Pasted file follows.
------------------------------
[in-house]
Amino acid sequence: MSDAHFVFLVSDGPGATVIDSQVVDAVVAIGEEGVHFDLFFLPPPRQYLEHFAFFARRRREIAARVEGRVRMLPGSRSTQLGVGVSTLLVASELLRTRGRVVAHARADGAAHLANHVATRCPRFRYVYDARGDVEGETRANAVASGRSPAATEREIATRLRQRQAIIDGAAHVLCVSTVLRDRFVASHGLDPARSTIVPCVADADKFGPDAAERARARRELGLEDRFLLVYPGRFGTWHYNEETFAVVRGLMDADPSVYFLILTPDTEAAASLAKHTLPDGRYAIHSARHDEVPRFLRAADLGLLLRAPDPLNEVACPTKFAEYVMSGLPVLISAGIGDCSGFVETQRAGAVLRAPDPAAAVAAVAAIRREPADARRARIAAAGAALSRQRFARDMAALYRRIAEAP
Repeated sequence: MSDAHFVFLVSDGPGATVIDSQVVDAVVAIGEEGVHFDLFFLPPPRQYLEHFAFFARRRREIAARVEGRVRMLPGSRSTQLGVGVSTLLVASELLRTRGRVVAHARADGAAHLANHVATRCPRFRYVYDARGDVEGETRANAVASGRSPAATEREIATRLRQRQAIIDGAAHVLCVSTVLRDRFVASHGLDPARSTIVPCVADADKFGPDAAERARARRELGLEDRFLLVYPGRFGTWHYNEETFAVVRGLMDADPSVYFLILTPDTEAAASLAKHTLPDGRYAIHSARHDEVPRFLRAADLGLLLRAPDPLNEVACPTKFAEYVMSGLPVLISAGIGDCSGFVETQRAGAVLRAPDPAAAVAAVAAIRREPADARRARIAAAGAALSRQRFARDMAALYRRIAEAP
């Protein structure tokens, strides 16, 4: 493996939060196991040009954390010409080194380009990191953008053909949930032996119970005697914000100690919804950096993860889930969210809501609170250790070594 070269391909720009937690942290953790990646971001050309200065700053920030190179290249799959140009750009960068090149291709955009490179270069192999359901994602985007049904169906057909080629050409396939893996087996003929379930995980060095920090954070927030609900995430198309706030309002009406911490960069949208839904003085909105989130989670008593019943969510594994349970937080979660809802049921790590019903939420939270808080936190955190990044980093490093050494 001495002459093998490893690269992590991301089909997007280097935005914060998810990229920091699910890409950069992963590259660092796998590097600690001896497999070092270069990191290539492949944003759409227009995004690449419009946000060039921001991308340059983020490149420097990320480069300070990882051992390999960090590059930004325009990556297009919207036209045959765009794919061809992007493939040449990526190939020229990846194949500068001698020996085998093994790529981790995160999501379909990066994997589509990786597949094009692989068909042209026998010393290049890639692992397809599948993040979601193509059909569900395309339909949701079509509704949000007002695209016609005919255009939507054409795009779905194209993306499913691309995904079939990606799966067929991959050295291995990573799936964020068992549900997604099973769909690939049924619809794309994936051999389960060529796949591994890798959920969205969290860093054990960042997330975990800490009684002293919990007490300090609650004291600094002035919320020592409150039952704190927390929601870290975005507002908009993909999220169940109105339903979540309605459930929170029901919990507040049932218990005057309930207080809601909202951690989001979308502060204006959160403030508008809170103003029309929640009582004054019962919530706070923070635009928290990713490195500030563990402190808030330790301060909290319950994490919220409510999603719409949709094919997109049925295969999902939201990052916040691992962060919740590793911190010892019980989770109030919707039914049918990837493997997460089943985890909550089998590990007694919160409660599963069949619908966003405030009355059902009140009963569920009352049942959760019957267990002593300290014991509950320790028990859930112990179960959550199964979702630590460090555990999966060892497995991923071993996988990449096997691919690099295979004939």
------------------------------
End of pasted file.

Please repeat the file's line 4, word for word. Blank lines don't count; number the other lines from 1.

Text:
């Protein structure tokens, strides 16, 4: 493996939060196991040009954390010409080194380009990191953008053909949930032996119970005697914000100690919804950096993860889930969210809501609170250790070594 070269391909720009937690942290953790990646971001050309200065700053920030190179290249799959140009750009960068090149291709955009490179270069192999359901994602985007049904169906057909080629050409396939893996087996003929379930995980060095920090954070927030609900995430198309706030309002009406911490960069949208839904003085909105989130989670008593019943969510594994349970937080979660809802049921790590019903939420939270808080936190955190990044980093490093050494 001495002459093998490893690269992590991301089909997007280097935005914060998810990229920091699910890409950069992963590259660092796998590097600690001896497999070092270069990191290539492949944003759409227009995004690449419009946000060039921001991308340059983020490149420097990320480069300070990882051992390999960090590059930004325009990556297009919207036209045959765009794919061809992007493939040449990526190939020229990846194949500068001698020996085998093994790529981790995160999501379909990066994997589509990786597949094009692989068909042209026998010393290049890639692992397809599948993040979601193509059909569900395309339909949701079509509704949000007002695209016609005919255009939507054409795009779905194209993306499913691309995904079939990606799966067929991959050295291995990573799936964020068992549900997604099973769909690939049924619809794309994936051999389960060529796949591994890798959920969205969290860093054990960042997330975990800490009684002293919990007490300090609650004291600094002035919320020592409150039952704190927390929601870290975005507002908009993909999220169940109105339903979540309605459930929170029901919990507040049932218990005057309930207080809601909202951690989001979308502060204006959160403030508008809170103003029309929640009582004054019962919530706070923070635009928290990713490195500030563990402190808030330790301060909290319950994490919220409510999603719409949709094919997109049925295969999902939201990052916040691992962060919740590793911190010892019980989770109030919707039914049918990837493997997460089943985890909550089998590990007694919160409660599963069949619908966003405030009355059902009140009963569920009352049942959760019957267990002593300290014991509950320790028990859930112990179960959550199964979702630590460090555990999966060892497995991923071993996988990449096997691919690099295979004939």